Pay to Play

From the WSJ:

The wide-ranging pay-to-play probe concerns whether investment firms like Mr. Rattner's former firm, Quadrangle Group LLC, were held up for fees and favors to secure access to lucrative business from New York's $125 billion public-pension fund.

So government officials, who have all the power, demand bribes from businesses in order for those businesses to participate in a certain market, and when discovered it is the private businesses that are being investigated?

This is just so typical of government, where pay-to-play rules are in fact legislated for businesses from bars to taxicabs.  I can't do anything new in Ventura County without bringing a whole series of checks to the County planning offices -- nearly every single department must be paid off before I can do something as simple as remodel a bathroom or revamp a store.  None of this is under the table, mind you, it is entirely up front and nominally legal.


  1. Sean:

    I work in a small hedge fund myself, and have always found those types of firms despicable. Hence why we remain a small fund. And, just like the other departments you mentioned, all of the firms which provide introductions or expediting services are run by ex-officials of those departments.

    I can't seem to find the article now, but it was a reaction to the coverage of Rattner chiding a group of hedge fund managers about Wall Street not learning any humility from the crisis. Rattner, a scummy person who extracted rents from his connection to the government, who helped the government take over private enterprise. Chiding hedge fund managers, who don't get help from the government, who are looked into by the SEC when they publicly make comments that could be interpreted as advertising their services, many of whom saw the crash coming. That is chutzpah.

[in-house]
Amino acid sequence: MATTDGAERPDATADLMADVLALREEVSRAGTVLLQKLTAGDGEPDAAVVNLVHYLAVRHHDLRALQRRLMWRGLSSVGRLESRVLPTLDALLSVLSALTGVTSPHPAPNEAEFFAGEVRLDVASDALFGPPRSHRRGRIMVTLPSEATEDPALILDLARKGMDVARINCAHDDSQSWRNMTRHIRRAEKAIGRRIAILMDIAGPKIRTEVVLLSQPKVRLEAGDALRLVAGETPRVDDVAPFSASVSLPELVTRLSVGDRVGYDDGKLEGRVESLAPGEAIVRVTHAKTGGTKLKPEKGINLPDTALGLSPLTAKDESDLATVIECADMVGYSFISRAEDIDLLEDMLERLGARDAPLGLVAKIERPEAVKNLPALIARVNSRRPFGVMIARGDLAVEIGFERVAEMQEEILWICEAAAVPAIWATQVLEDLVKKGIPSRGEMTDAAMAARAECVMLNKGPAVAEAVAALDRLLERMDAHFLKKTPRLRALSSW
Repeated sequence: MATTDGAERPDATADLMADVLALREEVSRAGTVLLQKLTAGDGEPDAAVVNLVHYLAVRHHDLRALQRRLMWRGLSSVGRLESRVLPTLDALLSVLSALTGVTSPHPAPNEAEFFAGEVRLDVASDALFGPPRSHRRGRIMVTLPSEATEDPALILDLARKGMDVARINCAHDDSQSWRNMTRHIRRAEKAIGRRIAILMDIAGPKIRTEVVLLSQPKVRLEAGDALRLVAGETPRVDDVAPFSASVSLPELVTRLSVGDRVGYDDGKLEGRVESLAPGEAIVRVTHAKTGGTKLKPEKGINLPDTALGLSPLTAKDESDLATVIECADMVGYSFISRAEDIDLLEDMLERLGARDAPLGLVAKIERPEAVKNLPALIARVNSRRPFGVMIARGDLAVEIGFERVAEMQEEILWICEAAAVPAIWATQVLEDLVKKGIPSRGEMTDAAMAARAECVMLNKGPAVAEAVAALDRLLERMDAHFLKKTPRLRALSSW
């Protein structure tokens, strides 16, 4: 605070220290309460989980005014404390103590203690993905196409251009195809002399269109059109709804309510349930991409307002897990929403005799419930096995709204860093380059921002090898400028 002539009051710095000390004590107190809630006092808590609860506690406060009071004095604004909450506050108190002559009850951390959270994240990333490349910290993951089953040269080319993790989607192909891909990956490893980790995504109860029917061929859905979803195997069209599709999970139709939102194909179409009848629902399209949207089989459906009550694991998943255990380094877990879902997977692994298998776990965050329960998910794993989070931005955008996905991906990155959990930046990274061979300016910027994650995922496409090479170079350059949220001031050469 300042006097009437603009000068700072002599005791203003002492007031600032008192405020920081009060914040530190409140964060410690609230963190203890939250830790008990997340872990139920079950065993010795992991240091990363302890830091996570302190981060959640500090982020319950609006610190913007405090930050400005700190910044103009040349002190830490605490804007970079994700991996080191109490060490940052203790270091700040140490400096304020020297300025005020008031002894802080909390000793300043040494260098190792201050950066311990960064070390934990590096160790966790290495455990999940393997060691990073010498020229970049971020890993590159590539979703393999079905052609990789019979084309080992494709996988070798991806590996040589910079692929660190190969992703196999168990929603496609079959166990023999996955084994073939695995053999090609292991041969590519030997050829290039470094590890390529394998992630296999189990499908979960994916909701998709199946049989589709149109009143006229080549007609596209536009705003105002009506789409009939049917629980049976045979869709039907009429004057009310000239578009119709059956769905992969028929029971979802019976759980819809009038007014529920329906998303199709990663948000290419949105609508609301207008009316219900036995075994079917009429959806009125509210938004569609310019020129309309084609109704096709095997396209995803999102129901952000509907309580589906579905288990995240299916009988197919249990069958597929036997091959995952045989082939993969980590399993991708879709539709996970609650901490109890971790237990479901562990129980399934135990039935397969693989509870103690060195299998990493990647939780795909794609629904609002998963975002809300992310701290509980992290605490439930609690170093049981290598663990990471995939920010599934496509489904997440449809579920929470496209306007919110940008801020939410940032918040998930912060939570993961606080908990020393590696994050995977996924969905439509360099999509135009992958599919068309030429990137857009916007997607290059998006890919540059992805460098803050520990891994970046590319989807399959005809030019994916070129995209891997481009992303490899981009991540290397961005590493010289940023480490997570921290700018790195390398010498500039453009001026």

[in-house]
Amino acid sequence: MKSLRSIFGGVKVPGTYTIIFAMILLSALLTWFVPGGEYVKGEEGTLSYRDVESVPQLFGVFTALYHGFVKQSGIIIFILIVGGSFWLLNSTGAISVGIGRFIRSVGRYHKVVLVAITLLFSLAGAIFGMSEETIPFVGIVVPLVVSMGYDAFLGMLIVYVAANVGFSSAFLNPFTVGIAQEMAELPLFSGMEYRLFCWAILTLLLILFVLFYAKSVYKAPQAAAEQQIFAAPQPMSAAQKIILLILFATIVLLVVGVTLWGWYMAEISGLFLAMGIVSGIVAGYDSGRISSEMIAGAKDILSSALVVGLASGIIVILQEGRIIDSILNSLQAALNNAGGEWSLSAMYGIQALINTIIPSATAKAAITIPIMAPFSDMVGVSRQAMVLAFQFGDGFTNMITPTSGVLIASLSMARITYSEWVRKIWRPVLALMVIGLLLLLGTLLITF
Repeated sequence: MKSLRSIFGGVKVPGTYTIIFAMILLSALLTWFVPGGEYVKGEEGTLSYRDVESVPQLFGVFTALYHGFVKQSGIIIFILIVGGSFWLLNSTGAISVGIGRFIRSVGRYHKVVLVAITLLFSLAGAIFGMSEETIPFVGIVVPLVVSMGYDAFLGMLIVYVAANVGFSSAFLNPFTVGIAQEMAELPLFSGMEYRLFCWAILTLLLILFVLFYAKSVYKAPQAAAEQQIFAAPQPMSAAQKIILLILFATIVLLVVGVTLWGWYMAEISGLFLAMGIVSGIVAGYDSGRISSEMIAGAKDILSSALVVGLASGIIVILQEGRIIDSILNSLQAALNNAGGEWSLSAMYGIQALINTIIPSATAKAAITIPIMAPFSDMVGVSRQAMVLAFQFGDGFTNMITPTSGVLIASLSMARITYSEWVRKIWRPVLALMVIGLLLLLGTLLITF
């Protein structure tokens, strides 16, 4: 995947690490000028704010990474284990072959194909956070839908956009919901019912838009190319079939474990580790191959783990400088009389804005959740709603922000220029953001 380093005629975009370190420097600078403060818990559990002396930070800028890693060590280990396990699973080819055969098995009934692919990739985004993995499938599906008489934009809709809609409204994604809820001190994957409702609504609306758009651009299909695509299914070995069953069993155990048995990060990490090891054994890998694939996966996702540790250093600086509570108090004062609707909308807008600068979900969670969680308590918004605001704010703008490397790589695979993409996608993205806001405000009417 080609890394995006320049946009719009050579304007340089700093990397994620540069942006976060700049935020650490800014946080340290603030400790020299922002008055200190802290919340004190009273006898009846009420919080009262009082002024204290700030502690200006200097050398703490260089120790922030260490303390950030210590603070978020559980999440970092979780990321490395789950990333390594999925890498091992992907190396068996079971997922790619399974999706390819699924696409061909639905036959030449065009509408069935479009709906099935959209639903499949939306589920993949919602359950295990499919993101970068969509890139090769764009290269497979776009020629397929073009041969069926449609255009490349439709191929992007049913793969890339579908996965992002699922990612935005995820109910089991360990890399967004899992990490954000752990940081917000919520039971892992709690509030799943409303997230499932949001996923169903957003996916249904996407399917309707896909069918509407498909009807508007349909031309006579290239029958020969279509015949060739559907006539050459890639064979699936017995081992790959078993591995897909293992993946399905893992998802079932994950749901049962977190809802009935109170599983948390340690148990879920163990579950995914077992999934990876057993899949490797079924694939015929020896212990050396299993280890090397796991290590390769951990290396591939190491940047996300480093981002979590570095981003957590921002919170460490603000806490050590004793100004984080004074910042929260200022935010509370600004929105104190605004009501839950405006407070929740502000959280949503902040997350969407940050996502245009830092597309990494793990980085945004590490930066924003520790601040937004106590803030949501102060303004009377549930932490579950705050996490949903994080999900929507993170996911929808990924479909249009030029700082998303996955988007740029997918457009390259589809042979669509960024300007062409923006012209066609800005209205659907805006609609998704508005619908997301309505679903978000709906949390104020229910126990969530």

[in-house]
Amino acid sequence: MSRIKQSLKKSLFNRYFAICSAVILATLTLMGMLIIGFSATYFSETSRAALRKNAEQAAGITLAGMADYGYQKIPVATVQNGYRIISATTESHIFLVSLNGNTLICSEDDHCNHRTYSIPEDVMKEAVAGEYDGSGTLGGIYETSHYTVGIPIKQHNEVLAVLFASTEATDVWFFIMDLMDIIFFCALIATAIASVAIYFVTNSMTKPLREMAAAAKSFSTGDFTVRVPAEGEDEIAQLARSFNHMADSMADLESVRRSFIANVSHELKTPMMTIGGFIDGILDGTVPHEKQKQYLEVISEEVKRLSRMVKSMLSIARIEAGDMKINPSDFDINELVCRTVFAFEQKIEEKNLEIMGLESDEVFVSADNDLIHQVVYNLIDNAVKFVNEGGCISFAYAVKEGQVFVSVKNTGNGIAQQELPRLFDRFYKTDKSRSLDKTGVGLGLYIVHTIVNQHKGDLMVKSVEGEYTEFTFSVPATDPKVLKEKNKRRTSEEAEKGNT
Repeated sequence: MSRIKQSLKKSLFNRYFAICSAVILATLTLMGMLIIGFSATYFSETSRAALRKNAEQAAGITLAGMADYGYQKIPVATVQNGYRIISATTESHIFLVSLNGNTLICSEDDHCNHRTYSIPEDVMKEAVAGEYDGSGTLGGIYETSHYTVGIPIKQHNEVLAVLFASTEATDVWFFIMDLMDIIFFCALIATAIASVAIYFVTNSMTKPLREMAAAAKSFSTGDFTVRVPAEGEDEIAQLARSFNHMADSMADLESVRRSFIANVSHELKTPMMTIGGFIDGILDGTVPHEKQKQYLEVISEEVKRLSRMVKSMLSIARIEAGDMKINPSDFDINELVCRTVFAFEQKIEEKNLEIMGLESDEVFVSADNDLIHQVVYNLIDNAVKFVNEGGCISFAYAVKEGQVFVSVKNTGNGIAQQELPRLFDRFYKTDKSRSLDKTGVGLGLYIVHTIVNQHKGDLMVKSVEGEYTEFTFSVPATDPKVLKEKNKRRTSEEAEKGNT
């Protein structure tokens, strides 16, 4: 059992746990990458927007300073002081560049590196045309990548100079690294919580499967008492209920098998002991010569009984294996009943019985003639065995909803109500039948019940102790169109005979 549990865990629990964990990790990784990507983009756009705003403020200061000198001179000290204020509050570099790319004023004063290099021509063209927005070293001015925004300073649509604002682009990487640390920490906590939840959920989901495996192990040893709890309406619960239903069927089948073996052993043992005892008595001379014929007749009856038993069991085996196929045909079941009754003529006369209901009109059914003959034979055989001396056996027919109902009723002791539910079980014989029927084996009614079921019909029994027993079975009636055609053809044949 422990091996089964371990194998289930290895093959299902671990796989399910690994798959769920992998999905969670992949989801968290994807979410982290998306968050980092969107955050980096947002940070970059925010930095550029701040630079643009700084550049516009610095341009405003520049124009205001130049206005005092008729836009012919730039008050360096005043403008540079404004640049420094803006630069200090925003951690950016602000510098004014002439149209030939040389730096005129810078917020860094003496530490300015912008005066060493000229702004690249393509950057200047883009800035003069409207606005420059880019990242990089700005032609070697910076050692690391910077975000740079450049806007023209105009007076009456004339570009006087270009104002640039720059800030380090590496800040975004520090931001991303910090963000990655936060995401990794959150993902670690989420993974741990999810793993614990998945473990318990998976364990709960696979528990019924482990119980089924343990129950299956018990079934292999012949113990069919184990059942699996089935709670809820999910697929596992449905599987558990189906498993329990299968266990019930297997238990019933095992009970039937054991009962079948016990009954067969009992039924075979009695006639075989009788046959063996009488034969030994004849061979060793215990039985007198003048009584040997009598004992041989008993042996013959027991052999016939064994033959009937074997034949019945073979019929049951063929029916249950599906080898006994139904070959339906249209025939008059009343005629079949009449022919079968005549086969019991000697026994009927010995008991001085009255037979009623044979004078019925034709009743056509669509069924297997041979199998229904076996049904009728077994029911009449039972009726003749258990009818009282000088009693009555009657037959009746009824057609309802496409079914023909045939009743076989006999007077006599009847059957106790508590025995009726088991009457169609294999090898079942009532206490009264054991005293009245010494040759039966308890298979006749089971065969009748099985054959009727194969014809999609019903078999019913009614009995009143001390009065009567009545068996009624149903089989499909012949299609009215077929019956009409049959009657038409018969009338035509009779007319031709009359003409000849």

2. Maria:

    Yes, and as a homeowner in CA, I can't for example remodel my bathroom without agreeing to convert my fireplace to gas at the same time. Mind you my fireplace is not in nor has anything to do with the bathroom.

  3. morganovich:

    all of new york works like this. it's like a 3rd world country.

    if you want to sell computers to the DMV, first you have to find the guy who "controls the account".

    you will give him a briefcase full of money.

    he will then introduce you to the buyer at DMV who will make the purchase (after he gets a cut of the briefcase).

    if you go into him without being introduced (and therefore without greasing his palm) he will never buy anything from you.

    the corruption is so deep that it is not actually a system with corruption but rather corruption with a system.

    the prosecutors are a part of it and doubtless in on some of the graft, so the last thing they would want to do is expose government employees and shut off the cash flow. they get the best of both worlds by going after the private company: they look tough on corruption while still keeping the dirty cash sluices open.

  4. Val:

    But don't worry! More regulation will clean that up lickety-split! Reform now!